Network performance is usually the bottleneck of a backup task that copies files to or from a network volume, but there are several other factors that can affect performance as well. Here are some suggestions for improving the performance of your NAS-based backups.
Use ethernet instead of WiFi
Backing up data over a wireless connection will be considerably slower than backing up over an ethernet connection. 802.11n networks support approximately 300 Mb/s of rated (theoretical) bandwidth under the best conditions, but they usually operate at much lower speeds (130 Mbps and below, which is comparable to 16 MB/s). Bandwidth drops considerably as you get further from the base station (a wooden door between your Mac and the router will cut the signal in half), and the file sharing protocol overhead will reduce your achievable bandwidth yet more. So practically speaking, you're lucky to get 8 MB/s over a wireless connection while sitting right next to the base station. If you're running Yosemite or later, that performance could be cut in half due to Apple Wireless Direct Link (AWDL), which causes the Airport card's interface bandwidth to be shared between your ordinary WiFi network and an ad hoc network hosted by your Mac.
We performed a simple bandwidth test to a fourth generation Airport Extreme Base Station (802.11n) to demonstrate the performance decline. We copied a 100MB file to an external hard drive attached to the base station via USB in three scenarios: 1. An ethernet connection to the base station, 2. Sitting a few feet from the base station, and 3. Sitting across the house from the base station (~35 feet, no line of sight to the base station). The results were 6.5s (15.5 MB/s), 18.7s (5.3 MB/s), and 256s (0.39 MB/s) for the three scenarios, respectively. So, before you try to back up over a wireless network, consider running a simple test in the Finder to see just how fast your connection is. If it takes more than a minute to copy a 100MB file, your connection is too slow to be practical for backup purposes.
Eject the network volume in the Finder
Our first recommendation is to eject your network shares in the Finder, then run your task again. We have run several tests and positively identified an issue in which the Finder will make repeated and ceaseless access attempts to the items of a folder on your network share if you simply open the network volume in the Finder. This persists even after closing the window. If you eject the network volume(s), then run your CCC backup tasks, CCC will mount the network volume privately such that it is not browseable in the Finder.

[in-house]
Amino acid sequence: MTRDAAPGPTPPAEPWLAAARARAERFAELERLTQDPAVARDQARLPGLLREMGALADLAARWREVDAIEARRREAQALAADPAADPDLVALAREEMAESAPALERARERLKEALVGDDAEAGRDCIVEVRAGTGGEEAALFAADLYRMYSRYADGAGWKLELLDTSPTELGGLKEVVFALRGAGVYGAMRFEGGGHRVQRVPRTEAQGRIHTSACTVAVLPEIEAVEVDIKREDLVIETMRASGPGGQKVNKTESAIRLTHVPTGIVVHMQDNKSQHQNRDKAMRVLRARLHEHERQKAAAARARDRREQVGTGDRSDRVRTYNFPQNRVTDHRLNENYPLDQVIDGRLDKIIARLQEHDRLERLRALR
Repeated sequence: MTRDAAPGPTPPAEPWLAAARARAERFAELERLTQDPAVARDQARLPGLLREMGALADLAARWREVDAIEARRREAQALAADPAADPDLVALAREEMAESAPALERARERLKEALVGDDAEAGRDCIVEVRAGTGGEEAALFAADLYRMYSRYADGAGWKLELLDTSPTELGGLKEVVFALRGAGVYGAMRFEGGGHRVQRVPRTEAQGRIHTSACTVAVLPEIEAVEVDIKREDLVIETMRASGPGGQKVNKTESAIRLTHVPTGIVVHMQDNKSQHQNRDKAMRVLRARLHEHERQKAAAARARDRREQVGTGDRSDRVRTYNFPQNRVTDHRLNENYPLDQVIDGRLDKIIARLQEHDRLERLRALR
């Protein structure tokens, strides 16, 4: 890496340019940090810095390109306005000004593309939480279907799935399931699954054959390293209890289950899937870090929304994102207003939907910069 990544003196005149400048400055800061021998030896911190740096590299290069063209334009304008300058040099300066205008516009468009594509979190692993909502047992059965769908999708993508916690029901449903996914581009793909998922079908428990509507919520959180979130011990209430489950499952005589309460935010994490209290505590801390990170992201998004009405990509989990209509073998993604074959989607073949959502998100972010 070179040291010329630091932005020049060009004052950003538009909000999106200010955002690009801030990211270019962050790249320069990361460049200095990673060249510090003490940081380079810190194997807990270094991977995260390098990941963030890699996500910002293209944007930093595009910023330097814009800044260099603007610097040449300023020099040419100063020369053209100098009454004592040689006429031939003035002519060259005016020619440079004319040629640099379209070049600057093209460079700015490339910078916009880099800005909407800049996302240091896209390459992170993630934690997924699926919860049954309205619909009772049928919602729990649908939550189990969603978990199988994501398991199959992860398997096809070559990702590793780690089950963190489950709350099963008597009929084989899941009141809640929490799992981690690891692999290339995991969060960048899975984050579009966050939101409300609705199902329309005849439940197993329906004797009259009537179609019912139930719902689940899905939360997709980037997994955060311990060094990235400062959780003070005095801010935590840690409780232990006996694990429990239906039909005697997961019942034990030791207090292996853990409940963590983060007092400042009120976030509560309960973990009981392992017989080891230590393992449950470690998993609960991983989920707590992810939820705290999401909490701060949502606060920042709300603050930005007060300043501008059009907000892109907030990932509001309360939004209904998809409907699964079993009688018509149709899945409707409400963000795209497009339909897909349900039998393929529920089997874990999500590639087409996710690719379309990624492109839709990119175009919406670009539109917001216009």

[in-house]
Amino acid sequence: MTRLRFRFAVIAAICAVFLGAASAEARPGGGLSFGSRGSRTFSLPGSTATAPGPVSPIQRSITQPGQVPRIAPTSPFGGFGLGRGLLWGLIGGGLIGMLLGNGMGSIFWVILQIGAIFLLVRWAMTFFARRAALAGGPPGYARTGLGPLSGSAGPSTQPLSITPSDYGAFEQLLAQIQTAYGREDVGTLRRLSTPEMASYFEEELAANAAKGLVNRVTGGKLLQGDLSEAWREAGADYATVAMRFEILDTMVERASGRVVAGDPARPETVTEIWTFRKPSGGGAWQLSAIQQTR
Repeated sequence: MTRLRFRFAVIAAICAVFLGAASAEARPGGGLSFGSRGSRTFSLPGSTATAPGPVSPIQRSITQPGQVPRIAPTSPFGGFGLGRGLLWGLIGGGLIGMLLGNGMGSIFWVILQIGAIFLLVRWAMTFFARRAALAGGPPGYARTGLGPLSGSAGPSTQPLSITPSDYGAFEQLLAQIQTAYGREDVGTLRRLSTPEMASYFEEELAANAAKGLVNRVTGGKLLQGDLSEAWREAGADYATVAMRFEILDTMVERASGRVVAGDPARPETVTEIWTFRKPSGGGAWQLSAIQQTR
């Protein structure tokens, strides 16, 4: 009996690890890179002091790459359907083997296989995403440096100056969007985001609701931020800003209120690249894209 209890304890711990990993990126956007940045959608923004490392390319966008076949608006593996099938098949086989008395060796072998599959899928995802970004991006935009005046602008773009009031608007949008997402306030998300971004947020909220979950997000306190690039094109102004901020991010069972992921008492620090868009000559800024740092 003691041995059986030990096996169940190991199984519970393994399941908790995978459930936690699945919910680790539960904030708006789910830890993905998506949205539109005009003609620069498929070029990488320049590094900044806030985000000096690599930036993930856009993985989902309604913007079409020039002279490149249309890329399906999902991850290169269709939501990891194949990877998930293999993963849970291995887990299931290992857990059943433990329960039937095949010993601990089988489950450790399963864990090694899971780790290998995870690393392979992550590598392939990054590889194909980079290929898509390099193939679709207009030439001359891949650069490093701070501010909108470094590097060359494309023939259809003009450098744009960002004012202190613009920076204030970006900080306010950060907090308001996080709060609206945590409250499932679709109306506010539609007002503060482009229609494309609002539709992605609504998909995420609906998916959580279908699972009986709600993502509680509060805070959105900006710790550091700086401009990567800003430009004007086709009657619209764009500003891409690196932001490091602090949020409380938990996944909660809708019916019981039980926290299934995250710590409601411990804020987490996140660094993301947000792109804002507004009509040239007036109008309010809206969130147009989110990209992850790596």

Disable support for extended attributes
If a performance issue persists despite trying the steps above, you can try dropping the extended attributes from the source. While it is our preference to preserve extended attributes, Apple considers extended attributes to be "disposable" because some filesystems cannot support them.
- Open CCC and select your backup task.
- Click the Advanced Settings button.
- Check the box next to Don't preserve extended attributes in the Troubleshooting Options box.
- Save and run the task.
Avoid running tasks simultaneously if they read from or write to the same NAS device
Especially with locally-attached source volumes, CCC won't have any trouble saturating your network connection with a single backup task. If you run more than one task at the same time, especially to the same NAS device, the network connection or the NAS device may not be able to handle the load. Leverage CCC's task chaining functionality, or place your tasks into a task group so that they will be run sequentially instead.
Network file sharing is a surprisingly CPU-intensive task. While network appliances are well suited to the task of serving media to multiple workstations, the overhead of individual filesystem transactions makes them less suited to the task of backing up millions of files. Media files, in comparison, are generally large and the required data rate for streaming media is relatively low. Consider a 1-hour, 1GB HD movie file. Streaming 1GB over the course of an hour requires only 0.27MB/s. That's an easy task, even over a weak wireless network. But if you want to back up 100GB of data in an hour, and that 100GB is made up of a million smaller files, then a network appliance may not be up to that task.
The actual bandwidth that you achieve in your backup task will be based on the number of files you're copying, the file size distribution, and the number and size of extended attributes in the source data set. Copying large files (e.g. media files) to a network volume will achieve the maximum potential bandwidth, while copying lots of small files will take quite a bit longer due to network filesystem overhead. If the data that you're backing up consists primarily of large files, e.g. music, photos, video — backing up directly to a network appliance will be fine. If you're backing up system files or applications, or many files that are smaller than a few MB, we recommend that you back up to a disk image on your network appliance to improve performance and to maintain important filesystem metadata.